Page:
Sex ratio at birth in Viet Nam at the beginning of the twenty-first century: Situation, Determinants and Policy Implications

Nguyen-Bang Pham (2010). Sex ratio at birth in Viet Nam at the beginning of the twenty-first century: Situation, Determinants and Policy Implications PhD Thesis, School of Population Health, The University of Queensland.

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Author Nguyen-Bang Pham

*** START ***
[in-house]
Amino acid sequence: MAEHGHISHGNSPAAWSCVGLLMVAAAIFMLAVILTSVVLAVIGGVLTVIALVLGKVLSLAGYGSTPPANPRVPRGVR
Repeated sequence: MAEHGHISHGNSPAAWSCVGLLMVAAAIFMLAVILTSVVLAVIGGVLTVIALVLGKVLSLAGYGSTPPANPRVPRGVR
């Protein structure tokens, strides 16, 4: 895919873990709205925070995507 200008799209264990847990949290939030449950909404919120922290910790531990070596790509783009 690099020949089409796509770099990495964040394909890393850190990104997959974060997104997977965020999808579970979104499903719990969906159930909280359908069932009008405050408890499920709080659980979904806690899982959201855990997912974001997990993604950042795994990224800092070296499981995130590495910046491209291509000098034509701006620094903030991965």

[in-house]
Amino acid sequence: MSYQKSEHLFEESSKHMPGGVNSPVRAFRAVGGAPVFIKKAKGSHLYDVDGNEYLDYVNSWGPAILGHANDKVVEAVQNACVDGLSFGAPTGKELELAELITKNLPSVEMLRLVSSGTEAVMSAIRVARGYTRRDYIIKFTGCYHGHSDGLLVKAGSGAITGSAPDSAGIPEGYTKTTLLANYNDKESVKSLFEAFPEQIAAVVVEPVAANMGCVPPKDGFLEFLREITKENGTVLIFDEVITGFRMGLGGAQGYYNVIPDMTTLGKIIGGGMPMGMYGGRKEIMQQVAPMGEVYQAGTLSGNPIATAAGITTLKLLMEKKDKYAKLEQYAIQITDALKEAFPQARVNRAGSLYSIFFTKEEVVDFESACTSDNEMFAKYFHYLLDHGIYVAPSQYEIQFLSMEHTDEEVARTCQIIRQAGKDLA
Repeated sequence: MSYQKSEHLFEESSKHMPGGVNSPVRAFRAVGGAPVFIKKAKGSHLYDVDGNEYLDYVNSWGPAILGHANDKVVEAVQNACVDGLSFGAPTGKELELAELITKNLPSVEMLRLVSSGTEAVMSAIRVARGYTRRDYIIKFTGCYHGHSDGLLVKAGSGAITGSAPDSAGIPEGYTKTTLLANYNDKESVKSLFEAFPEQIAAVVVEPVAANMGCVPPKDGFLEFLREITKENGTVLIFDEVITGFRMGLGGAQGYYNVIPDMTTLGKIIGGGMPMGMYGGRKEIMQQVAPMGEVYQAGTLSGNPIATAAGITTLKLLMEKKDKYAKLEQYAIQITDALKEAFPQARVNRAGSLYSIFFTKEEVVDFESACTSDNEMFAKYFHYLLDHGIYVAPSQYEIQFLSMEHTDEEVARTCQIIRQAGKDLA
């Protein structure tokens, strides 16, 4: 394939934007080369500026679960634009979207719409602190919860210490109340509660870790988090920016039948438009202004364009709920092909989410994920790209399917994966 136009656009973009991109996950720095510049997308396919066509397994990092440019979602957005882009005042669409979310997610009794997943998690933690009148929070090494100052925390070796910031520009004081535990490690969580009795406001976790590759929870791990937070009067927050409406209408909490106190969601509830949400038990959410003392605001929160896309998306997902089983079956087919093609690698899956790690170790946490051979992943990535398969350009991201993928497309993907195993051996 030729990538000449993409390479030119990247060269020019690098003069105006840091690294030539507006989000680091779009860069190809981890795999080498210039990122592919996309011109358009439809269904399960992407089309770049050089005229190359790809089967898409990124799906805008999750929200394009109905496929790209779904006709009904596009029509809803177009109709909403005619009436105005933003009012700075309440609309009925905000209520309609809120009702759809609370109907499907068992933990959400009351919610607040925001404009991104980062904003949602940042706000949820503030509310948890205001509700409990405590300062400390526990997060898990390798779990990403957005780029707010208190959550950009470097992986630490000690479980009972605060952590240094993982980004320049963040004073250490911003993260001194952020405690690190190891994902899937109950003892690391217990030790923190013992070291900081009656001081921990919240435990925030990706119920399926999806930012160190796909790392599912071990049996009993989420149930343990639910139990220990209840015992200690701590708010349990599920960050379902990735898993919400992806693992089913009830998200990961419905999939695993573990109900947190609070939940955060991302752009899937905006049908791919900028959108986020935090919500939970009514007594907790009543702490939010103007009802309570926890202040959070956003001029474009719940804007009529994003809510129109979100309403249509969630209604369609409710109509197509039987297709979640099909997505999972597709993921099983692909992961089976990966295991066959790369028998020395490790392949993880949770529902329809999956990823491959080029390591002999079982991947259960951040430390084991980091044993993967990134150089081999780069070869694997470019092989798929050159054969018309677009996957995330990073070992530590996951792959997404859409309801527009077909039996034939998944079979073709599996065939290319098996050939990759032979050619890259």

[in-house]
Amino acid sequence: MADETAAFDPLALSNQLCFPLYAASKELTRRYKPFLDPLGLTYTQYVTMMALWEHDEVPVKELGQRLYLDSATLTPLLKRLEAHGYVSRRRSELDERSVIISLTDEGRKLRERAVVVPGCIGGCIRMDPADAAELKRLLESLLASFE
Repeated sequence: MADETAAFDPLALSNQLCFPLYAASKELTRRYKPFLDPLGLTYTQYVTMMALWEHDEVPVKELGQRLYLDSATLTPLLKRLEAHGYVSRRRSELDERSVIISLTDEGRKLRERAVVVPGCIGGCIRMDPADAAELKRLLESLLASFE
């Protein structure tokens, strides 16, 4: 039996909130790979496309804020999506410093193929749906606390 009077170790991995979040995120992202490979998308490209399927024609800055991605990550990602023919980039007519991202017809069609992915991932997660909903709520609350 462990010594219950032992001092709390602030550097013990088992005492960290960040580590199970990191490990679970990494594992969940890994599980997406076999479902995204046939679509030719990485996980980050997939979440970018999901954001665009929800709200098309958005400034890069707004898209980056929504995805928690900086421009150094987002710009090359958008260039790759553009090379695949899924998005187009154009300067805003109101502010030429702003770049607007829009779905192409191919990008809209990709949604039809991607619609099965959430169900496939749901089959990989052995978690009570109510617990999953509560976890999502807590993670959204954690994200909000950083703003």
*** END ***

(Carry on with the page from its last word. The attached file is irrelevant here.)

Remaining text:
Thesis Title Sex ratio at birth in Viet Nam at the beginning of the twenty-first century: Situation, Determinants and Policy Implications
School, Centre or Institute School of Population Health
Institution The University of Queensland
Publication date 2010-09
Thesis type PhD Thesis
Supervisor Associate Professor Peter S. Hill
Dr. Chalapati Rao
Dr. Timothy Adair
Total pages 224
Total colour pages 10
Total black and white pages 214
Subjects 11 Medical and Health Sciences